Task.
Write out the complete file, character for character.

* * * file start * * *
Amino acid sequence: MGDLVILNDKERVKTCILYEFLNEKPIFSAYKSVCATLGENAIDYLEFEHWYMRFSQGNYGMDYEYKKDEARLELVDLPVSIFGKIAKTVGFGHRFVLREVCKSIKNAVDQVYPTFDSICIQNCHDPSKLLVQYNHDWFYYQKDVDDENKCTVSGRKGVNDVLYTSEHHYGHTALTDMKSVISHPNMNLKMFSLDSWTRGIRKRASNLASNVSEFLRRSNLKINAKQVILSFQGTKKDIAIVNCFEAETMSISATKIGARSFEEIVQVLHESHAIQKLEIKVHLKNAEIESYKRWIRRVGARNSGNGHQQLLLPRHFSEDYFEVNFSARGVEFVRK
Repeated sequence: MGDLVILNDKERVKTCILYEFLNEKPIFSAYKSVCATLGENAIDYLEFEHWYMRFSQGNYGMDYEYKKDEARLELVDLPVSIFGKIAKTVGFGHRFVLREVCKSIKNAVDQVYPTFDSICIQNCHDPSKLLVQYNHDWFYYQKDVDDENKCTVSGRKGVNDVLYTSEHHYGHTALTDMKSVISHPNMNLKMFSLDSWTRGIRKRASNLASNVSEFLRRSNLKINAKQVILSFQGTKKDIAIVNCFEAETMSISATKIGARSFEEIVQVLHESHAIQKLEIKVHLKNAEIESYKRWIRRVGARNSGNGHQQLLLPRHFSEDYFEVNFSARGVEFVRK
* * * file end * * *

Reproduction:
Amino acid sequence: MGDLVILNDKERVKTCILYEFLNEKPIFSAYKSVCATLGENAIDYLEFEHWYMRFSQGNYGMDYEYKKDEARLELVDLPVSIFGKIAKTVGFGHRFVLREVCKSIKNAVDQVYPTFDSICIQNCHDPSKLLVQYNHDWFYYQKDVDDENKCTVSGRKGVNDVLYTSEHHYGHTALTDMKSVISHPNMNLKMFSLDSWTRGIRKRASNLASNVSEFLRRSNLKINAKQVILSFQGTKKDIAIVNCFEAETMSISATKIGARSFEEIVQVLHESHAIQKLEIKVHLKNAEIESYKRWIRRVGARNSGNGHQQLLLPRHFSEDYFEVNFSARGVEFVRK
Repeated sequence: MGDLVILNDKERVKTCILYEFLNEKPIFSAYKSVCATLGENAIDYLEFEHWYMRFSQGNYGMDYEYKKDEARLELVDLPVSIFGKIAKTVGFGHRFVLREVCKSIKNAVDQVYPTFDSICIQNCHDPSKLLVQYNHDWFYYQKDVDDENKCTVSGRKGVNDVLYTSEHHYGHTALTDMKSVISHPNMNLKMFSLDSWTRGIRKRASNLASNVSEFLRRSNLKINAKQVILSFQGTKKDIAIVNCFEAETMSISATKIGARSFEEIVQVLHESHAIQKLEIKVHLKNAEIESYKRWIRRVGARNSGNGHQQLLLPRHFSEDYFEVNFSARGVEFVRK